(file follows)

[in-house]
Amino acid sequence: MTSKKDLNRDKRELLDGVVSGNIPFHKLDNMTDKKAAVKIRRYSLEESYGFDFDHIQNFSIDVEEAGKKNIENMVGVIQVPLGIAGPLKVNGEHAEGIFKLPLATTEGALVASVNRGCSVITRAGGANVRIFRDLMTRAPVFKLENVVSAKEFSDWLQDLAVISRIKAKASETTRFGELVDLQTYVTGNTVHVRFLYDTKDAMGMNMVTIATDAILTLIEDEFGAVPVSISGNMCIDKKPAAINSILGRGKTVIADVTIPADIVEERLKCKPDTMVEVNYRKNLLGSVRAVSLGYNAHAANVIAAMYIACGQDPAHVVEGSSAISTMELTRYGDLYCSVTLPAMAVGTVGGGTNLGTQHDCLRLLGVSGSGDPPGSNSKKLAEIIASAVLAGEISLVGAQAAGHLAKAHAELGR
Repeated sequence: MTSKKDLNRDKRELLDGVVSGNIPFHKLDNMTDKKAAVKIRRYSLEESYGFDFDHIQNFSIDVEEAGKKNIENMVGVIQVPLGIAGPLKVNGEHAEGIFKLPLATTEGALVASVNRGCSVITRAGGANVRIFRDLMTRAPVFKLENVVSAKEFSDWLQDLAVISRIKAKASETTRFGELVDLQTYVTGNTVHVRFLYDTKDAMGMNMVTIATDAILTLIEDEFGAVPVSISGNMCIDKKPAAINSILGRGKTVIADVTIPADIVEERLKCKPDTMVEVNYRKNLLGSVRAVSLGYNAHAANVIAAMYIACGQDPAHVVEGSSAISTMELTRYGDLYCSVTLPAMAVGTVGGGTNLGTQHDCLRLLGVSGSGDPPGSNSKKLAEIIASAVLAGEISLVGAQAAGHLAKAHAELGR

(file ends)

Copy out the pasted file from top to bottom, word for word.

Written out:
[in-house]
Amino acid sequence: MTSKKDLNRDKRELLDGVVSGNIPFHKLDNMTDKKAAVKIRRYSLEESYGFDFDHIQNFSIDVEEAGKKNIENMVGVIQVPLGIAGPLKVNGEHAEGIFKLPLATTEGALVASVNRGCSVITRAGGANVRIFRDLMTRAPVFKLENVVSAKEFSDWLQDLAVISRIKAKASETTRFGELVDLQTYVTGNTVHVRFLYDTKDAMGMNMVTIATDAILTLIEDEFGAVPVSISGNMCIDKKPAAINSILGRGKTVIADVTIPADIVEERLKCKPDTMVEVNYRKNLLGSVRAVSLGYNAHAANVIAAMYIACGQDPAHVVEGSSAISTMELTRYGDLYCSVTLPAMAVGTVGGGTNLGTQHDCLRLLGVSGSGDPPGSNSKKLAEIIASAVLAGEISLVGAQAAGHLAKAHAELGR
Repeated sequence: MTSKKDLNRDKRELLDGVVSGNIPFHKLDNMTDKKAAVKIRRYSLEESYGFDFDHIQNFSIDVEEAGKKNIENMVGVIQVPLGIAGPLKVNGEHAEGIFKLPLATTEGALVASVNRGCSVITRAGGANVRIFRDLMTRAPVFKLENVVSAKEFSDWLQDLAVISRIKAKASETTRFGELVDLQTYVTGNTVHVRFLYDTKDAMGMNMVTIATDAILTLIEDEFGAVPVSISGNMCIDKKPAAINSILGRGKTVIADVTIPADIVEERLKCKPDTMVEVNYRKNLLGSVRAVSLGYNAHAANVIAAMYIACGQDPAHVVEGSSAISTMELTRYGDLYCSVTLPAMAVGTVGGGTNLGTQHDCLRLLGVSGSGDPPGSNSKKLAEIIASAVLAGEISLVGAQAAGHLAKAHAELGR